- 17Menzies Institute of Medical Research, University of Tasmania, Hobart, TAS, Australia
- 18Stroke and Ageing Research Group, Department of Medicine, Southern Clinical School, Monash University, Melbourne, VIC, Australia
- 19Research Center on Aging, CIUSSS de l'Estrie-CHUS, Sherbrooke, QC, Canada
- 20Department of Geriatrics and Department of Primary and Interdisciplinary Care (ELIZA), University of Antwerp and AZ St. Maarten Mechelen, Antwerp, Belgium
- 21Department of Physical Therapy, School of Health Sciences at Narita, International University of Health and Welfare, Narita, Japan
- 22Australian Institute for Musculoskeletal Science, University of Melbourne and Western Health, St. Albans, VIC, Australia
- 23Division of Neurology, Department of Medicine, University of Alberta, Edmonton, AB, Canada
- 24Department of Neuro-Medicine and Movement Science, Faculty of Medicine and Health Sciences, Norwegian University of Science and Technology, Trondheim, Norway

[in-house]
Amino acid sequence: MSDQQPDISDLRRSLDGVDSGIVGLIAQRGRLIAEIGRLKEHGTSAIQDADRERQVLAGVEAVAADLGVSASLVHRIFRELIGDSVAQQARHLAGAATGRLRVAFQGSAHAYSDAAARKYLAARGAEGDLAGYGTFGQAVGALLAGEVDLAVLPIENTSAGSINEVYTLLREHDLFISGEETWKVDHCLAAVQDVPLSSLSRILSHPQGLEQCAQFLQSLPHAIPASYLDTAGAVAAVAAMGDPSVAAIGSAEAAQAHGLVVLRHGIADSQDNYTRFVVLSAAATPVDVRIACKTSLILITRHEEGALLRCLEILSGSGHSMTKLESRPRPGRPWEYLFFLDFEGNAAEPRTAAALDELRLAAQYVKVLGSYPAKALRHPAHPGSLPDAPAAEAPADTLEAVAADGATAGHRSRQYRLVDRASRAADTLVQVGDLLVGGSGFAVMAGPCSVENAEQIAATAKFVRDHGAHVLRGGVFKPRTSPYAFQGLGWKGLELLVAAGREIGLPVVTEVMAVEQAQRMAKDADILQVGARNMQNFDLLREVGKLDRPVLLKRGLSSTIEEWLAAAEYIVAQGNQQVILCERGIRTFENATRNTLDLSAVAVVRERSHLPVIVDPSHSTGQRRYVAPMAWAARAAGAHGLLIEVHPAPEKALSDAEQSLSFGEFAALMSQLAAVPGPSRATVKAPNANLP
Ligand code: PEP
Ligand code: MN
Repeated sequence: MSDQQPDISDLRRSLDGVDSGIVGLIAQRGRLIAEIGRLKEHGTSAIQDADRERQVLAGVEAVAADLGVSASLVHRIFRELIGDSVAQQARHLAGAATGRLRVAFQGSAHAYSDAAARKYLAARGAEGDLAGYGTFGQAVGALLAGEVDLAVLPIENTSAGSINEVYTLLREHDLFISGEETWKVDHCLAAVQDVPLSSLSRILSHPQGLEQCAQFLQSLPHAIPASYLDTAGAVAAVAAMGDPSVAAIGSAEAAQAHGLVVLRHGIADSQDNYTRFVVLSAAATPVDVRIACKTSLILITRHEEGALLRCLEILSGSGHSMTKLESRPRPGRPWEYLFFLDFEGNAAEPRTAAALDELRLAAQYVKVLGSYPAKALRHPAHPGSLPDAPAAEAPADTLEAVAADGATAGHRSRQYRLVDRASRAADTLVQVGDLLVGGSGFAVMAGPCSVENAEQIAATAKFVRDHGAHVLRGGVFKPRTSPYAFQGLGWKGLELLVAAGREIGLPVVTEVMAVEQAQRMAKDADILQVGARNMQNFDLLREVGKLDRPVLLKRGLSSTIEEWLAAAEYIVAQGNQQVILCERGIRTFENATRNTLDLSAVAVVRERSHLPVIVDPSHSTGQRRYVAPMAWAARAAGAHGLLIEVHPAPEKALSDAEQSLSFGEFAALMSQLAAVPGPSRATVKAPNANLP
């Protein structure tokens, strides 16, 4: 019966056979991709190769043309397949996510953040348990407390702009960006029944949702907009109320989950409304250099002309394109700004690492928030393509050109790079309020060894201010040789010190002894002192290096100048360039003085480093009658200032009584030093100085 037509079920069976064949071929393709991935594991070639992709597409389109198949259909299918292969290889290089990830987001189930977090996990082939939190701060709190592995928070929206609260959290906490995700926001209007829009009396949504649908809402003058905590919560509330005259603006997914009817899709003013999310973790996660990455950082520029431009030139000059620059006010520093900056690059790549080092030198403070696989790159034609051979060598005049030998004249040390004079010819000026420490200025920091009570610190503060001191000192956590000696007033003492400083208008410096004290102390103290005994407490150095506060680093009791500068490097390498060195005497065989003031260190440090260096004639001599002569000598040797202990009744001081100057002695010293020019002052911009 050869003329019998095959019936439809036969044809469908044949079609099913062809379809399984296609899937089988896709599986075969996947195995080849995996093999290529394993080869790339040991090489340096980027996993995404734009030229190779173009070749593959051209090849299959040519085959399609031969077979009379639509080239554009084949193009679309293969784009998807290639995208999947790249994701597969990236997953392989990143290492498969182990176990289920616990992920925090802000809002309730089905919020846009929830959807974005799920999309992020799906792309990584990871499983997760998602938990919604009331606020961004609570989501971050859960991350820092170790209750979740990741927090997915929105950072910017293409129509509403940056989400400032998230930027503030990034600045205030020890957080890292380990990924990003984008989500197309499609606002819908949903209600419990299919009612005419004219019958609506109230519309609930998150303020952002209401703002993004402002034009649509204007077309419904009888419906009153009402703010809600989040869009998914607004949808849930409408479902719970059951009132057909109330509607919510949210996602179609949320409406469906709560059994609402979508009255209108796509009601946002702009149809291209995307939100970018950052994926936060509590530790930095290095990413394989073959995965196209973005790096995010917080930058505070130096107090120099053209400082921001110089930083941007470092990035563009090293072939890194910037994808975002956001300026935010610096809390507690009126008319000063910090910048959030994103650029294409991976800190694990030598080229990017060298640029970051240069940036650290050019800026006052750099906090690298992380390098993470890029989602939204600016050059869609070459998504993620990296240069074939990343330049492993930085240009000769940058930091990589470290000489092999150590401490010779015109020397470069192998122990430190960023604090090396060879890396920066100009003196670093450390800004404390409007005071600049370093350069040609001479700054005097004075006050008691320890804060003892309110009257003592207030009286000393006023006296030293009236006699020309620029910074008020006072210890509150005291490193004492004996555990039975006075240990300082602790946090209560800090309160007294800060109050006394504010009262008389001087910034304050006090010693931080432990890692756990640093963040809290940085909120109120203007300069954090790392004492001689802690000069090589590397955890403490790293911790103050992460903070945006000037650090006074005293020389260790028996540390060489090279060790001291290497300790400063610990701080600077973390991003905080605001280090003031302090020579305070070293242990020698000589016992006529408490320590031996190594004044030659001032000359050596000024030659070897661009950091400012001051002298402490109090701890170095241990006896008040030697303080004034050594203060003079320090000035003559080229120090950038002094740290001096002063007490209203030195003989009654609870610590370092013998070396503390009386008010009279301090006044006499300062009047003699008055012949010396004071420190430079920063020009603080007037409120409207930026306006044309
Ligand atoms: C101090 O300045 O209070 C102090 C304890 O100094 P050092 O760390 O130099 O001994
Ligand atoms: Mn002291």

- 25Clinic for Clinical Services, St. Olav University Hospital, Trondheim, Norway
Background: Gait disorders, a highly prevalent condition in older adults, are associated with several adverse health consequences. Gait analysis allows qualitative and quantitative assessments of gait that improves the understanding of mechanisms of gait disorders and the choice of interventions. This manuscript aims (1) to give consensus guidance for clinical and spatiotemporal gait analysis based on the recorded footfalls in older adults aged 65 years and over, and (2) to provide reference values for spatiotemporal gait parameters based on the recorded footfalls in healthy older adults free of cognitive impairment and multi-morbidities.